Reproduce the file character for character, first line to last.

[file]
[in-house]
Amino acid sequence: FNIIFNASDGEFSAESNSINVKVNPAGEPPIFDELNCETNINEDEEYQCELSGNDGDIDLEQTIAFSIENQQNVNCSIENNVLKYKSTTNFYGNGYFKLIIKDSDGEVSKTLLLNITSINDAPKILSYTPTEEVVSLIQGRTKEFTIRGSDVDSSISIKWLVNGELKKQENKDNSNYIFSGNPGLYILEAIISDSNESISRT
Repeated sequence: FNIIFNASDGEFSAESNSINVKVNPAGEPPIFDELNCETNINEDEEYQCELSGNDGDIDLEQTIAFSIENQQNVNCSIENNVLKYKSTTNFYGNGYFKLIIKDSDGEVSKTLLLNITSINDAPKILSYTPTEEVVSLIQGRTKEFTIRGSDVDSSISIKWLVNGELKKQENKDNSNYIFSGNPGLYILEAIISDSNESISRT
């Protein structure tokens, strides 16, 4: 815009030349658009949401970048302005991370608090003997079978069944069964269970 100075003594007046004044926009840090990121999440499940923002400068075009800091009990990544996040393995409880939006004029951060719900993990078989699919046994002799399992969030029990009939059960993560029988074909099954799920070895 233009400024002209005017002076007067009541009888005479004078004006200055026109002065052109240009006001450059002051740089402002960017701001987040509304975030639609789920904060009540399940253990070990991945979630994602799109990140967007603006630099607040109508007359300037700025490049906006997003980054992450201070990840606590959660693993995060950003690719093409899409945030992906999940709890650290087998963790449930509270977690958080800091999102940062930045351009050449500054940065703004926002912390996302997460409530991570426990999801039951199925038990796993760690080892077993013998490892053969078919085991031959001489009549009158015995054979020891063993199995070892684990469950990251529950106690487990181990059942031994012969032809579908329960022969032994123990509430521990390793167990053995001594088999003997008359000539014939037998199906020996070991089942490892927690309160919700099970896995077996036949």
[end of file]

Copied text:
[in-house]
Amino acid sequence: FNIIFNASDGEFSAESNSINVKVNPAGEPPIFDELNCETNINEDEEYQCELSGNDGDIDLEQTIAFSIENQQNVNCSIENNVLKYKSTTNFYGNGYFKLIIKDSDGEVSKTLLLNITSINDAPKILSYTPTEEVVSLIQGRTKEFTIRGSDVDSSISIKWLVNGELKKQENKDNSNYIFSGNPGLYILEAIISDSNESISRT
Repeated sequence: FNIIFNASDGEFSAESNSINVKVNPAGEPPIFDELNCETNINEDEEYQCELSGNDGDIDLEQTIAFSIENQQNVNCSIENNVLKYKSTTNFYGNGYFKLIIKDSDGEVSKTLLLNITSINDAPKILSYTPTEEVVSLIQGRTKEFTIRGSDVDSSISIKWLVNGELKKQENKDNSNYIFSGNPGLYILEAIISDSNESISRT
């Protein structure tokens, strides 16, 4: 815009030349658009949401970048302005991370608090003997079978069944069964269970 100075003594007046004044926009840090990121999440499940923002400068075009800091009990990544996040393995409880939006004029951060719900993990078989699919046994002799399992969030029990009939059960993560029988074909099954799920070895 233009400024002209005017002076007067009541009888005479004078004006200055026109002065052109240009006001450059002051740089402002960017701001987040509304975030639609789920904060009540399940253990070990991945979630994602799109990140967007603006630099607040109508007359300037700025490049906006997003980054992450201070990840606590959660693993995060950003690719093409899409945030992906999940709890650290087998963790449930509270977690958080800091999102940062930045351009050449500054940065703004926002912390996302997460409530991570426990999801039951199925038990796993760690080892077993013998490892053969078919085991031959001489009549009158015995054979020891063993199995070892684990469950990251529950106690487990181990059942031994012969032809579908329960022969032994123990509430521990390793167990053995001594088999003997008359000539014939037998199906020996070991089942490892927690309160919700099970896995077996036949």